While the United States Patent and Trademark Office (USPTO) remains open for online filings, it has further extended many trademark and patent deadlines due to the COVID-19 outbreak.
Under the authority of the CARES Act, the USPTO announced yesterday evening that if one of the deadlines listed below fell between March 27, 2020 and May 31, 2020, then such a filing is timely if made on or before June 1, 2020. This enlarges by a month the prior range of deadlines subject to the prior COVID-19 extension and generally imposes a fixed deadline by which the filings should be made.
The extended deadlines include:
- Office Action responses, including appeals
- Statements of use, and extension requests
- Notices of Opposition, and extension requests
- Priority filings under certain statutory provisions
- Transformations of specific types of extensions of international trademark protection to US applications
- Affidavits of use or excusable nonuse
- Renewal applications
When the filing is made, it must be accompanied by a statement that the delay in filing/payment was due to the COVID-19 outbreak. “Due to” means that the practitioner, applicant, registrant or other person associated with the filing was personally affected by the COVID-19 outbreak, including, without limitation, personal or family illness, office closures, cash flow interruptions, inaccessibility of files, travel delays or similar circumstances.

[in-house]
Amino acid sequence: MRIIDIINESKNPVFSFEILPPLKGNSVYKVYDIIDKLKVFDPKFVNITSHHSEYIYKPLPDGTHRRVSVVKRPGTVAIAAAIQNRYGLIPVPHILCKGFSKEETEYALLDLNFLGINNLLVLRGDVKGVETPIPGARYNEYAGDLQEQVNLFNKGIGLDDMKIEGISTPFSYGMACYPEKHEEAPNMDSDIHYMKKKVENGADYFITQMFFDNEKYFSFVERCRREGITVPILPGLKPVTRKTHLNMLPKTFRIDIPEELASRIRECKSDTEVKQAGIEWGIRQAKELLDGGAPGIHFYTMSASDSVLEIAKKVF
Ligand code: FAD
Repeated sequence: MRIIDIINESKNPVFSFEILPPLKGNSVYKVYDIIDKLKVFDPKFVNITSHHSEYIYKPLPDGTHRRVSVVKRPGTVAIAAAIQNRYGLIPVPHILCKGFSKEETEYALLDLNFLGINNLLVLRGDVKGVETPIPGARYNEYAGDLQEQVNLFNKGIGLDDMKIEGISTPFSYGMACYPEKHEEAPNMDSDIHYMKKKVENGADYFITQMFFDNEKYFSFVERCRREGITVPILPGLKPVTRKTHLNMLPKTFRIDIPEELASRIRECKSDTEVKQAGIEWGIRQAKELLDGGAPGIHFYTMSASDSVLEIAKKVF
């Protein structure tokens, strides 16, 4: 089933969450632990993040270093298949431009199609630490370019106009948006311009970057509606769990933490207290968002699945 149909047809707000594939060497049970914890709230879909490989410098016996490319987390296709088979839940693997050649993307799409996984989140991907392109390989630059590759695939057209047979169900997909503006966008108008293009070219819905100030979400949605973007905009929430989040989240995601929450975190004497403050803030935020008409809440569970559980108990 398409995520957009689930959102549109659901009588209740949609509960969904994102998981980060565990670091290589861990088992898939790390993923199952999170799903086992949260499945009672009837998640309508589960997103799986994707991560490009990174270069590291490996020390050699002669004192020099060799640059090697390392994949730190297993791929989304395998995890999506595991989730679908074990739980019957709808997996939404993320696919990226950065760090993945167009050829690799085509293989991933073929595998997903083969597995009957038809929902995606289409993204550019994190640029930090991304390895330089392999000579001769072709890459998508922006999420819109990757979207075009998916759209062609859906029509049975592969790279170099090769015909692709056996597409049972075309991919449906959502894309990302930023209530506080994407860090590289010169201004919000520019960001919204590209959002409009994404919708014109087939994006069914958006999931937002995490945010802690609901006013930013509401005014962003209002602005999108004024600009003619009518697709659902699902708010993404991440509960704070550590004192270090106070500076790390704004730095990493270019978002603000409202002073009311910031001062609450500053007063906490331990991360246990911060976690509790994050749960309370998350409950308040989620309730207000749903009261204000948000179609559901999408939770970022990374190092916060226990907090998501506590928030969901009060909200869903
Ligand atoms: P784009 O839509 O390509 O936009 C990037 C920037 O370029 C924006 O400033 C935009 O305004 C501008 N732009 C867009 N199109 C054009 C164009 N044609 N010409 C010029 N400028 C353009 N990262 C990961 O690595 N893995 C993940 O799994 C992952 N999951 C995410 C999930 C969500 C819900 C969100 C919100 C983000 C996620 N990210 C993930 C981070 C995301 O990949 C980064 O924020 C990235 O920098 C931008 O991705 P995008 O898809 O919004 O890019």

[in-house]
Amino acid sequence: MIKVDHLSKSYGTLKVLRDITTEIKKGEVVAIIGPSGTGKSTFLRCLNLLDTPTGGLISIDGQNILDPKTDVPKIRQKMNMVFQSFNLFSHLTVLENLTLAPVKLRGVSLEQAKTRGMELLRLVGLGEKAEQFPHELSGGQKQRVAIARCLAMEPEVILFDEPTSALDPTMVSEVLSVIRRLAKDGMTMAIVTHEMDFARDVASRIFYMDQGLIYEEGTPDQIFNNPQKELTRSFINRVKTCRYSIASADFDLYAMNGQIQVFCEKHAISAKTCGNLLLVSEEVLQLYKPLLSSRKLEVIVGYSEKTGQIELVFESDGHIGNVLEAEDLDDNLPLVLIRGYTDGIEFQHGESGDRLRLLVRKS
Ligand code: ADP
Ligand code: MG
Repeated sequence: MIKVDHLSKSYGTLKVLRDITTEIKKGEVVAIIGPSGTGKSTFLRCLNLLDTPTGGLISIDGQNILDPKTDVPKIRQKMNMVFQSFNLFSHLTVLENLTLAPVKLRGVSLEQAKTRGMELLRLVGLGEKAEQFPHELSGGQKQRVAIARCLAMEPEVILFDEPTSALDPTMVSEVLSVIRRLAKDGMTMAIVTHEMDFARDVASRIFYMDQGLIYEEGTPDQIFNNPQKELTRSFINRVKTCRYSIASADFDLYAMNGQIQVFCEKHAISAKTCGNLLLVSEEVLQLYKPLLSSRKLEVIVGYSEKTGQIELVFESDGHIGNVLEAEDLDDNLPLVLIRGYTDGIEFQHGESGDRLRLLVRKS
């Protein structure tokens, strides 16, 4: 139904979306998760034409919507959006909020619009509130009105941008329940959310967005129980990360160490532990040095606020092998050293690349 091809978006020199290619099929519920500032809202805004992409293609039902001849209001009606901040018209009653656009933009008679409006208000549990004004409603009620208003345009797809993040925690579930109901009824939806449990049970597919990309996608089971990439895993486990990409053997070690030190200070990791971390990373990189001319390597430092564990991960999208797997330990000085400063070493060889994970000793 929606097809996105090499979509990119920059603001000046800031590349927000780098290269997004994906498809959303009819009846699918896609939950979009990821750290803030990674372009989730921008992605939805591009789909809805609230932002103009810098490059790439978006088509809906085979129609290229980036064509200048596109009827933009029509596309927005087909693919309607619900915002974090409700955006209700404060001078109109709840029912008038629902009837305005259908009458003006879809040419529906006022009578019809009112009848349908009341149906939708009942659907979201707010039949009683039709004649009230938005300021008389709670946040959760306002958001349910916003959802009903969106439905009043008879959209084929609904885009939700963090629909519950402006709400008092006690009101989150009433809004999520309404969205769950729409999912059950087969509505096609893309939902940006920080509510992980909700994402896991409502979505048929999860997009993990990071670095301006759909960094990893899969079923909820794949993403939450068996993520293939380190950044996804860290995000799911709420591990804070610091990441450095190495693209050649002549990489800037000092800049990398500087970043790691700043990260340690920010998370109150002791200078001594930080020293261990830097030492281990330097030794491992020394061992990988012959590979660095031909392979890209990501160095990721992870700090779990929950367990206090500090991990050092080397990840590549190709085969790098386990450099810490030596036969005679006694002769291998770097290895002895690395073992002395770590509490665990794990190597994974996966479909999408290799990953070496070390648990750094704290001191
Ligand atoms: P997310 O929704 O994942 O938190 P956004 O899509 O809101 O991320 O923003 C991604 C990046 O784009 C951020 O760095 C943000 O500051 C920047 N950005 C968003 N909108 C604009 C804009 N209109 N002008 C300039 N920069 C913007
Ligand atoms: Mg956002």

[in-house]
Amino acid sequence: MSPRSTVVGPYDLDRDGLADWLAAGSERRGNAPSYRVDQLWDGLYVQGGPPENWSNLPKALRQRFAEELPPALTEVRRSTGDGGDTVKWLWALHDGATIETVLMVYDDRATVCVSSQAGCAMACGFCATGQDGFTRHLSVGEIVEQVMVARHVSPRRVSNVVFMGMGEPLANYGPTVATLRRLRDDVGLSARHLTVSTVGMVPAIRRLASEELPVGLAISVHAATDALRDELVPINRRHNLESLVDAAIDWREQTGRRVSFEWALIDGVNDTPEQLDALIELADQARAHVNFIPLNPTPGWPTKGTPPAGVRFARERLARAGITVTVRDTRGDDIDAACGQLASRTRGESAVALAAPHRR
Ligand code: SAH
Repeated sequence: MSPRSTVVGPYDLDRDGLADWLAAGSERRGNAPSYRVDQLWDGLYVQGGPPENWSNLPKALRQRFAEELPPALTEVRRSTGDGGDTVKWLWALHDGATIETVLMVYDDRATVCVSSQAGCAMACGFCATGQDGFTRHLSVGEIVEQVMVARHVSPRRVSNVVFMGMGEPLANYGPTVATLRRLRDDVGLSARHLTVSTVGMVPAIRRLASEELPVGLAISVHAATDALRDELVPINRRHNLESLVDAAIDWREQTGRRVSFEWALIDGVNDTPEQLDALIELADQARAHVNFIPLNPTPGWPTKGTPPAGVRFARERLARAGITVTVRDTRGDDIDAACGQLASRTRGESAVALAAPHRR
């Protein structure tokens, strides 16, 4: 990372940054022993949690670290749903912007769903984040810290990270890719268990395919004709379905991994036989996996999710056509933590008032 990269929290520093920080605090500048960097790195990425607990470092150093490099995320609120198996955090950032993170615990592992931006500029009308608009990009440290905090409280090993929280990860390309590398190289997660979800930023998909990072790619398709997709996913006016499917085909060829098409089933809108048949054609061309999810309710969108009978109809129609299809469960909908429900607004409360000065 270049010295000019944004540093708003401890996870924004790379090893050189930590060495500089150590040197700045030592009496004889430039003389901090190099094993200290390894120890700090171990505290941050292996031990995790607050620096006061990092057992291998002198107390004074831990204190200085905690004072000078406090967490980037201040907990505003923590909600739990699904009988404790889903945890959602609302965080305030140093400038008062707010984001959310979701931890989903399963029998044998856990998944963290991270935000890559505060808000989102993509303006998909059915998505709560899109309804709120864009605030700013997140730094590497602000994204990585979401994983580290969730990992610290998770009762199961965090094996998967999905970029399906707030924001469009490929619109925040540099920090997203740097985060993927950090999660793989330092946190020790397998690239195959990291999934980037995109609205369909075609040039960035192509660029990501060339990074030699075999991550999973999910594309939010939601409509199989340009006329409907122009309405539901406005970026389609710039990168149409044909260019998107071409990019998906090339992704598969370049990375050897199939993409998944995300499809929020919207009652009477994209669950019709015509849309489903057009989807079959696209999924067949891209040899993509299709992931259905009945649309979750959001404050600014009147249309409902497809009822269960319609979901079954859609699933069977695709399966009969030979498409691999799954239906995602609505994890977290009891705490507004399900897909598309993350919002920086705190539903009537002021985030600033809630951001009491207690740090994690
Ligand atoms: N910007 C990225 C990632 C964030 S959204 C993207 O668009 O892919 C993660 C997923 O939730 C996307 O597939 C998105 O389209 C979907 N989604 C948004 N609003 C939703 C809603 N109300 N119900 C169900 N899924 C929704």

The USPTO will also waive certain fees if there is a need to petition to reinstate or revive a registration or application for which a deadline passed during this time period.
The Trademark Trial and Appeal Board (TTAB) at the USPTO also has authority, upon request, to extend deadlines in cases if COVID-19 prevented or interfered with a filing.
For more information, please visit this link on the USPTO website.
The USPTO has also extended many patent deadlines. For more detail, please review this link.
Brooks Pierce is dedicated to keeping our clients fully informed during the COVID-19 crisis. For more information, please visit our COVID-19 Response Resources page.
Add a comment
- OSHA’s New Emergency Temporary Standard to Protect Healthcare Workers
- North Carolina Governor Extends Certain COVID-19 Measures
- New from OSHA on COVID-19: A COVID-19 Emergency Temporary Standard for Healthcare and Revised Guidance for All Other Employers
- Employer-Provided Incentives for Vaccinations—Finally Some Guidance
- Employers Considering Differential Treatment Based on Vaccination Status
- North Carolina Governor Lifts Mass Gathering and Social Distancing Limits and Most Mask Mandates
- North Carolina Governor Relaxes Outdoor Mask Mandate and Eases Mass Gathering Limit
- Availability of Health Insurance Subsidy Requires Employers to Act
- North Carolina Governor Further Eases COVID Restrictions on Businesses and Gatherings
- American Rescue Plan Includes Changes to COVID-Related Employee Leave